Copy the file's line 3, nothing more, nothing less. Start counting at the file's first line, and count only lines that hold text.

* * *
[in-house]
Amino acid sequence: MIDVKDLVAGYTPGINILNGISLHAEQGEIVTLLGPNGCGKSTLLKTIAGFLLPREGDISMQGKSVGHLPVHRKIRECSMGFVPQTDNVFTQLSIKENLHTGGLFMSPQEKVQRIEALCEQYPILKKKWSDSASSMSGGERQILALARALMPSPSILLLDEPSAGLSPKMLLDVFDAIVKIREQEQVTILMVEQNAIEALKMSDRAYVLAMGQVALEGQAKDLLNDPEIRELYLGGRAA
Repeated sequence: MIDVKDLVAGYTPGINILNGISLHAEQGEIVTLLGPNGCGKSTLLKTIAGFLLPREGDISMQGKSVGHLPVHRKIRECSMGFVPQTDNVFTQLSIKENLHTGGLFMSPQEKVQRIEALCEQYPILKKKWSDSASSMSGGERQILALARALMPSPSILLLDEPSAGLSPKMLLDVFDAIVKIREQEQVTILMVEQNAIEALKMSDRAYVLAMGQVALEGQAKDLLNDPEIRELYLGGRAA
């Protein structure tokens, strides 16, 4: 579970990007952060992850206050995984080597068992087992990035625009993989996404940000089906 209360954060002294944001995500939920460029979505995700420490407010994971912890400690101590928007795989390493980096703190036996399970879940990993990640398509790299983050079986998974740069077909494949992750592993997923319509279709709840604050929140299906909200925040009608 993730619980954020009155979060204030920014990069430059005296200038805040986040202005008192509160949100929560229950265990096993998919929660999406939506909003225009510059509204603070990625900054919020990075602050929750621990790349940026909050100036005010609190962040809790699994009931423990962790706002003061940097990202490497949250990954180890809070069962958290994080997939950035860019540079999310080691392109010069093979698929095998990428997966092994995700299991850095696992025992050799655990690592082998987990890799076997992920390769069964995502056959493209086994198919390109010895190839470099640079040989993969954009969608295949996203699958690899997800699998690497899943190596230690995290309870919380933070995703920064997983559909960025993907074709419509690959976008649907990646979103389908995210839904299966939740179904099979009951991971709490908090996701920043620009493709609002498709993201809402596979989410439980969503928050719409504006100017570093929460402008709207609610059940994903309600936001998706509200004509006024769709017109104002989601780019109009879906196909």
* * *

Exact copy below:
Repeated sequence: MIDVKDLVAGYTPGINILNGISLHAEQGEIVTLLGPNGCGKSTLLKTIAGFLLPREGDISMQGKSVGHLPVHRKIRECSMGFVPQTDNVFTQLSIKENLHTGGLFMSPQEKVQRIEALCEQYPILKKKWSDSASSMSGGERQILALARALMPSPSILLLDEPSAGLSPKMLLDVFDAIVKIREQEQVTILMVEQNAIEALKMSDRAYVLAMGQVALEGQAKDLLNDPEIRELYLGGRAA